In terms of the recommended proportion of their income to be put aside for savings and investments, I recommend anyone to save at least three to six months of living expenses as soon as possible, regardless of income level. You need the savings to protect yourself against any of life’s unexpected expense.
After you hit that amount, feel free to choose either to save as much income from salary, add more income (increase salary or do a side hustle), or both. Taking willpower out of the equation by automating investments is a great way to get rich slowly.
The stock market, generally speaking, intimidates any beginner, millennials included. However, it is great that there are personal finance content creators nowadays that share their stocks portfolios online using relatable language. It makes the whole process – from research to reallocation – easier to visualise and thus implement.
Getting help from a financial adviser, a robo-adviser or opting for a do-it-yourself (DIY) approach or investing in mutual funds or exchange-traded funds (ETFs) – these are great ways to get started. Personally, I’m an advocate for the DIY approach since it’s the most cost-efficient approach.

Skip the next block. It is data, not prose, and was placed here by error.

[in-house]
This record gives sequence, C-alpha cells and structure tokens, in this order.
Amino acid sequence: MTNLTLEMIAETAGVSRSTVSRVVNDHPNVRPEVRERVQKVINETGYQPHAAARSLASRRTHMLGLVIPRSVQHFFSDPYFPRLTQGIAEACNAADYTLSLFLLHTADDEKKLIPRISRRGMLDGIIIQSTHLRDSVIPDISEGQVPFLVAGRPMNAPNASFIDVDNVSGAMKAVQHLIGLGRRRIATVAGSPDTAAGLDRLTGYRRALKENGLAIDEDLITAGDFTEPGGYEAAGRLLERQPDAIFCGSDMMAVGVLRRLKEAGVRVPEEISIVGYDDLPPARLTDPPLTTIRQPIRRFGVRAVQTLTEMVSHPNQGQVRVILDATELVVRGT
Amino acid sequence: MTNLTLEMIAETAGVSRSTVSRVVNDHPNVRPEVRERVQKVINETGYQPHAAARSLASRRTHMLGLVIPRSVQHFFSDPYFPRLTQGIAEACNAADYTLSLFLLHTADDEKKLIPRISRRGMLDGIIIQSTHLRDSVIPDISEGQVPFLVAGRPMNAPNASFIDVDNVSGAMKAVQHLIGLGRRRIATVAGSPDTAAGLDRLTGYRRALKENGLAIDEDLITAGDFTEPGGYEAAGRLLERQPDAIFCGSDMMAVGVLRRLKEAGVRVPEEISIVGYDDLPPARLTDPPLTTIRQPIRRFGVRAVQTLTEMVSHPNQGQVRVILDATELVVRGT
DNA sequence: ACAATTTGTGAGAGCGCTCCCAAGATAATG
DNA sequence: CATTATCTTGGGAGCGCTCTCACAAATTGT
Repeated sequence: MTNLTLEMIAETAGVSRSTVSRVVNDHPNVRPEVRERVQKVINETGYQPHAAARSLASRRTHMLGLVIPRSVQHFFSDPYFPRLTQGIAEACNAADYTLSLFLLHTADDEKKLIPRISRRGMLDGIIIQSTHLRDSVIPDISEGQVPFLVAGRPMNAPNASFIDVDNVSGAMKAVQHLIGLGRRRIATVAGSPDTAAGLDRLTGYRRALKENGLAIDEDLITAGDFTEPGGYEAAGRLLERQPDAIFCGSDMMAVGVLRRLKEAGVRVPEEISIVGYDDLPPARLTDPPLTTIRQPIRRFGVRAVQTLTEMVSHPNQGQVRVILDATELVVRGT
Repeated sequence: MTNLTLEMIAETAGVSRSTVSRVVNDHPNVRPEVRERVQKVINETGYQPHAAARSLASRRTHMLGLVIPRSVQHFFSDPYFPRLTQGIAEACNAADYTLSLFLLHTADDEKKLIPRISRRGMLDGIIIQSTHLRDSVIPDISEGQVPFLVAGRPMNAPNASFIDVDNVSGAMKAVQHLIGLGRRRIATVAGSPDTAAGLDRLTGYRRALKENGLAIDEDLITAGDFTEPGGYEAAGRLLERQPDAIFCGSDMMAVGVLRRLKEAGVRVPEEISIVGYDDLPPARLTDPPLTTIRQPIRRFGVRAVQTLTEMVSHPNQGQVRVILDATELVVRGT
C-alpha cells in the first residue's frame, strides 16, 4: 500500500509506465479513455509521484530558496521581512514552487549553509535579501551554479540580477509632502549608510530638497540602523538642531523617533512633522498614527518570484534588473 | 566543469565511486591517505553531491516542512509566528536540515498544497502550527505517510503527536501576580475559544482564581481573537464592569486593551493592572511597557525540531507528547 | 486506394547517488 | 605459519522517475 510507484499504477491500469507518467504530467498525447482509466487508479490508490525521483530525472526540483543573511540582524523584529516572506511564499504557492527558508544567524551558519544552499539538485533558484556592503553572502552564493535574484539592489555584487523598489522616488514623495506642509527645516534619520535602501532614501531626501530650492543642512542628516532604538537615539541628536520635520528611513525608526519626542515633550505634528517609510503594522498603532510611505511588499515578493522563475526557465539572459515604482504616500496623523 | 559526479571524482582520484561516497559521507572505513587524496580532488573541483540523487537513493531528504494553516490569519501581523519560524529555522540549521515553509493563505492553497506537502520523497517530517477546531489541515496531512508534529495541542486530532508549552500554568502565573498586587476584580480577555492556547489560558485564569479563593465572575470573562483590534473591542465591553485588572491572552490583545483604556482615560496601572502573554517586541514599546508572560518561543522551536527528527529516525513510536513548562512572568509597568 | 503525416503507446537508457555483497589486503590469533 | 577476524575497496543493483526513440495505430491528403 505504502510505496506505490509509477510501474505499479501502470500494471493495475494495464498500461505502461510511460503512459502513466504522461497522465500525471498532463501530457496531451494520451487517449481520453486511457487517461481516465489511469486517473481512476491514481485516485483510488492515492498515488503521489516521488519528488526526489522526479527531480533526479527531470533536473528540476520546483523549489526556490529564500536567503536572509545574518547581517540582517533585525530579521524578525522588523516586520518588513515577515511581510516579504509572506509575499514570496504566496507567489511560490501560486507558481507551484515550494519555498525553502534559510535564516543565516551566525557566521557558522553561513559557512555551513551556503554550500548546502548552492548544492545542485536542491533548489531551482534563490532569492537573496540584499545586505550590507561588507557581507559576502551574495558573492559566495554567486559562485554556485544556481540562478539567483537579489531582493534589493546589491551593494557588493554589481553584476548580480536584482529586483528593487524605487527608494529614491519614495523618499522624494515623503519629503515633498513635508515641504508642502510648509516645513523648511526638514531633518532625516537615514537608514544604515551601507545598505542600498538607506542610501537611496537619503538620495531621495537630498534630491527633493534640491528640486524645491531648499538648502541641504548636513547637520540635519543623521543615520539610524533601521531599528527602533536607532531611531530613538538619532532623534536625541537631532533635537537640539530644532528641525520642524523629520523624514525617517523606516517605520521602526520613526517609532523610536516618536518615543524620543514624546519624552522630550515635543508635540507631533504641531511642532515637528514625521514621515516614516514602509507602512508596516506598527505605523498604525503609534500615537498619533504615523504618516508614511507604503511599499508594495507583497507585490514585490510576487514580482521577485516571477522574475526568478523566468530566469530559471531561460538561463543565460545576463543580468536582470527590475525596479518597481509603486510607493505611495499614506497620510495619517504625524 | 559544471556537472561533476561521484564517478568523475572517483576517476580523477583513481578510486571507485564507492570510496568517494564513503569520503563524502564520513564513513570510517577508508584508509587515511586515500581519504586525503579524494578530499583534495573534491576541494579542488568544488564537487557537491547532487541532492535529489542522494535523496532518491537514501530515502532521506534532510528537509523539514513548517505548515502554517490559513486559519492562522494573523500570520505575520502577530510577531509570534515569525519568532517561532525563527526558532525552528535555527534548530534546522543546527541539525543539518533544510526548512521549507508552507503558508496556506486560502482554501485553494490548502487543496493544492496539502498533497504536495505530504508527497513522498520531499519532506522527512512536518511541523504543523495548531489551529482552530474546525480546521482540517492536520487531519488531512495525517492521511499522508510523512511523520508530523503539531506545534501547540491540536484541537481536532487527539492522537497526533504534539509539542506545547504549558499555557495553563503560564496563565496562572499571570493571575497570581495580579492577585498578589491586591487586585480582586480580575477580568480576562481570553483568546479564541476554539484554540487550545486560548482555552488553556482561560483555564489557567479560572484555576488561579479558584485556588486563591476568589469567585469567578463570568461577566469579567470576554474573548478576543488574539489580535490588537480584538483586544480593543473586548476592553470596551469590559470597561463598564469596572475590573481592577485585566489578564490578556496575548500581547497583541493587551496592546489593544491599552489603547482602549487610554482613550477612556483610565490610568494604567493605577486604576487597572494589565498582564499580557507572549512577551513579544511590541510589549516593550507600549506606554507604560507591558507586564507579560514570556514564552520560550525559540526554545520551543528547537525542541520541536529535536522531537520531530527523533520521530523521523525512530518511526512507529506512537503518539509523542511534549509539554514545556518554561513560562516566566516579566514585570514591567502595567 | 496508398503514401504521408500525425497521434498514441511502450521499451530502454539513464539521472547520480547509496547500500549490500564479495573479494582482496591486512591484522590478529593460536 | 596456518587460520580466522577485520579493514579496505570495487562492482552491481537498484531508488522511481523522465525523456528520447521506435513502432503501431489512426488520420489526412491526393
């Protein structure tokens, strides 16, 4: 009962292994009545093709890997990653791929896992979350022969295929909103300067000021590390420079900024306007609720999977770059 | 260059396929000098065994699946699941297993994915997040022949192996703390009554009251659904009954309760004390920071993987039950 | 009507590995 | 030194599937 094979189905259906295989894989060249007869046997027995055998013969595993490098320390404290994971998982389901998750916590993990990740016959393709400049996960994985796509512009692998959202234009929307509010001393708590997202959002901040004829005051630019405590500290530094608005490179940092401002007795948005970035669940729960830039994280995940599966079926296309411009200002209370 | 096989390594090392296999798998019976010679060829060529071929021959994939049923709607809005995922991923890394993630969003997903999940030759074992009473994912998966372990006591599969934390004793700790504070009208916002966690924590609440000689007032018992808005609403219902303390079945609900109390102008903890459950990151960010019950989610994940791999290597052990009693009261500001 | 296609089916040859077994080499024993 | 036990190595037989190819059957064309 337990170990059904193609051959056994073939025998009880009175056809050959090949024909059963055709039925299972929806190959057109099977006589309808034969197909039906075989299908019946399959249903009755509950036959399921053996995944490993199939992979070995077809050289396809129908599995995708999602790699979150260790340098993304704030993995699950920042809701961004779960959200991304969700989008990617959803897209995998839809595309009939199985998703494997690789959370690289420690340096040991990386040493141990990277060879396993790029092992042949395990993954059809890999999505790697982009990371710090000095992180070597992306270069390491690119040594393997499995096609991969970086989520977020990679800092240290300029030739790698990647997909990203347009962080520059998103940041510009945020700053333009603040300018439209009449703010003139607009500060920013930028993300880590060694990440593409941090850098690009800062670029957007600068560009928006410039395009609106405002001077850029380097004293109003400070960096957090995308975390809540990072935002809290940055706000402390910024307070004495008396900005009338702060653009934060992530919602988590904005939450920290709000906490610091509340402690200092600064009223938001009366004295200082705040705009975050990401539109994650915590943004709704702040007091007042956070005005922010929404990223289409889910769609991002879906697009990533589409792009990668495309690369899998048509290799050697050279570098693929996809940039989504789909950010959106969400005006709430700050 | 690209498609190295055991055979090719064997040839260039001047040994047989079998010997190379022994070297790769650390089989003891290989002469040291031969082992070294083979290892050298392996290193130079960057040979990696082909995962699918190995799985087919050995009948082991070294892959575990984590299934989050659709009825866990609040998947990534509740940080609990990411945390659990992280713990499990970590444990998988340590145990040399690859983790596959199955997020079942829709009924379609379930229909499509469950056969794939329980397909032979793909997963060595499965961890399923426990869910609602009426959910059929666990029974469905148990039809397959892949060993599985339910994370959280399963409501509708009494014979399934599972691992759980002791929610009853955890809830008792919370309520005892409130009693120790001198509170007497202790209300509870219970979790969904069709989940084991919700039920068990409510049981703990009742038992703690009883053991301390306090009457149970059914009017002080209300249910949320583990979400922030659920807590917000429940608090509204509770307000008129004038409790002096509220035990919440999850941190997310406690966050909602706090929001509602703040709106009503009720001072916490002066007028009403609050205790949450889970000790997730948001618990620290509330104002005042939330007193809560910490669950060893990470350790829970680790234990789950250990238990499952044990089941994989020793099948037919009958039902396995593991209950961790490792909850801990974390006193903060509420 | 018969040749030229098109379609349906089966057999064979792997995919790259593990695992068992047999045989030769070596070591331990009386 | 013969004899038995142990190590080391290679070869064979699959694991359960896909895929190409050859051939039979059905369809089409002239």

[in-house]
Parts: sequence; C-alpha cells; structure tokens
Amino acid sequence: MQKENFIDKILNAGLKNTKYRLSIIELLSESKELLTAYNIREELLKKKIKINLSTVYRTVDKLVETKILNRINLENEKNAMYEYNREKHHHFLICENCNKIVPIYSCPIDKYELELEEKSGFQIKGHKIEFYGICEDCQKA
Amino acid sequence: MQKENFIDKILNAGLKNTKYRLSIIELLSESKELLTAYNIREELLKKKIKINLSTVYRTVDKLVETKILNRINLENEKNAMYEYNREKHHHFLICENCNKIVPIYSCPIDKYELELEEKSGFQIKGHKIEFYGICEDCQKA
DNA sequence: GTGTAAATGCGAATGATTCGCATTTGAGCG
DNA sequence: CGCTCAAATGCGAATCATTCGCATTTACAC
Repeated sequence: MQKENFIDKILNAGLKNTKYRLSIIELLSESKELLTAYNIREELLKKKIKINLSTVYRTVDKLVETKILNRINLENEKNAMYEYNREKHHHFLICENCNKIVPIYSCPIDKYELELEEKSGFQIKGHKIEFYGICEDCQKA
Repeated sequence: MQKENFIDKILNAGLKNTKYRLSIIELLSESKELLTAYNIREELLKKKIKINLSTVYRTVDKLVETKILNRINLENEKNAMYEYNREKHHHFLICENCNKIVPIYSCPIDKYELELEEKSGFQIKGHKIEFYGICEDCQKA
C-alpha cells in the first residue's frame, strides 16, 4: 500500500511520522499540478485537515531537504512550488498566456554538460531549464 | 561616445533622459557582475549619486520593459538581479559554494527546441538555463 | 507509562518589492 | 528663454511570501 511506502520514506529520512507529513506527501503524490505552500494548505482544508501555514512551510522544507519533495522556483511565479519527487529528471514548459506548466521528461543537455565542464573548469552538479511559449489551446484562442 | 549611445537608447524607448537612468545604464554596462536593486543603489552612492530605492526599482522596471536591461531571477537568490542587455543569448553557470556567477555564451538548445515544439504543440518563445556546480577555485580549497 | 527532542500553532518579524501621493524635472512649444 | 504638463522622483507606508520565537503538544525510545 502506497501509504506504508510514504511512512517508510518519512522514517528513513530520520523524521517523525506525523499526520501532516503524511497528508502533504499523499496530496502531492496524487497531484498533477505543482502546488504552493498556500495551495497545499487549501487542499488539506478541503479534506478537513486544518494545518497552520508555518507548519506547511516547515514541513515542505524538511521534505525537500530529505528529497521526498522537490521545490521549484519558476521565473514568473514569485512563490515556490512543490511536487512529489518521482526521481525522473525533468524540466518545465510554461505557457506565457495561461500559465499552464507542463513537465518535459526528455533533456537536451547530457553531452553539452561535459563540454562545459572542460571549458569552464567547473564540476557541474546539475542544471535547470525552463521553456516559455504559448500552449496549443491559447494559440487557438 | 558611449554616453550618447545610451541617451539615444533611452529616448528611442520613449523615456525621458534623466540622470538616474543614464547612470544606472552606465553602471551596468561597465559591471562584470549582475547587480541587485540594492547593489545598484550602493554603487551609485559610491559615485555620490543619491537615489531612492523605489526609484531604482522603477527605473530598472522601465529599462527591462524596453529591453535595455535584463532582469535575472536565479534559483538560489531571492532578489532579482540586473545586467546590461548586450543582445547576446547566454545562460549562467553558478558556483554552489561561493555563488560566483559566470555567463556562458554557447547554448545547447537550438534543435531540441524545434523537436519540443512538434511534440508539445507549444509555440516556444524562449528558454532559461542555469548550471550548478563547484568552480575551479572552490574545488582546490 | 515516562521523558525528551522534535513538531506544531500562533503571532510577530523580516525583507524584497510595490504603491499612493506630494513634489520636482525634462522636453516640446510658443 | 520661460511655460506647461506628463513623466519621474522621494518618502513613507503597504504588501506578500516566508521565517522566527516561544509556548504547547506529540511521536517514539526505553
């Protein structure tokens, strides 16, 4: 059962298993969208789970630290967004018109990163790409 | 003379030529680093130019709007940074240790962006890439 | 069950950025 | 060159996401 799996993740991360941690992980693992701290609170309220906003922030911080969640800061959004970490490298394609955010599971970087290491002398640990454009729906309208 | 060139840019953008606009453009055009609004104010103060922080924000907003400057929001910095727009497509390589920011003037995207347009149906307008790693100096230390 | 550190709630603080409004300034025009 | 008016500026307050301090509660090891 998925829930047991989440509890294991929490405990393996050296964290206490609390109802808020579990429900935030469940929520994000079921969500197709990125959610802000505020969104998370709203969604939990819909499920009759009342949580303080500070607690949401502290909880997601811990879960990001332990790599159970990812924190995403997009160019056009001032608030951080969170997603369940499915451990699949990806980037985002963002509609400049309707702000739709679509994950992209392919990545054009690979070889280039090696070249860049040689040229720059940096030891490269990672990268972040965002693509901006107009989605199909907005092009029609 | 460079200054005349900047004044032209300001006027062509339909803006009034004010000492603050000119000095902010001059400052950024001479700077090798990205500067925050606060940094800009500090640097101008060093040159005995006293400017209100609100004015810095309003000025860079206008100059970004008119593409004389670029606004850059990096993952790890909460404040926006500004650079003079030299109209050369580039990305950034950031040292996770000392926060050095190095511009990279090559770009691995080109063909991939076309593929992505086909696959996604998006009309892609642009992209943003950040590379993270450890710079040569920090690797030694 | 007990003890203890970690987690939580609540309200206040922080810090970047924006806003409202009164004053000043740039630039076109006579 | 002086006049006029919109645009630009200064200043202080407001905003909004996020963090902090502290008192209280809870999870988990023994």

Investment information and advice is very easy to get for free online, via a quick Google search. I would personally save for the services of a financial adviser for estate planning instead.
STEPHEN YONG, CHIEF KNOWLEDGE OFFICER, WEALTH VANTAGE ADVISORY
The concept of ‘pay yourself first’, which is to set aside funds every time you receive an active income, is advocated by many financial advisers.
The whole idea behind paying yourself first is to consider as if you were an employee of Me Sdn Bhd, and ensure that you get paid every month. That being said, the moment you receive your pay, set aside an amount into another account that you will not touch.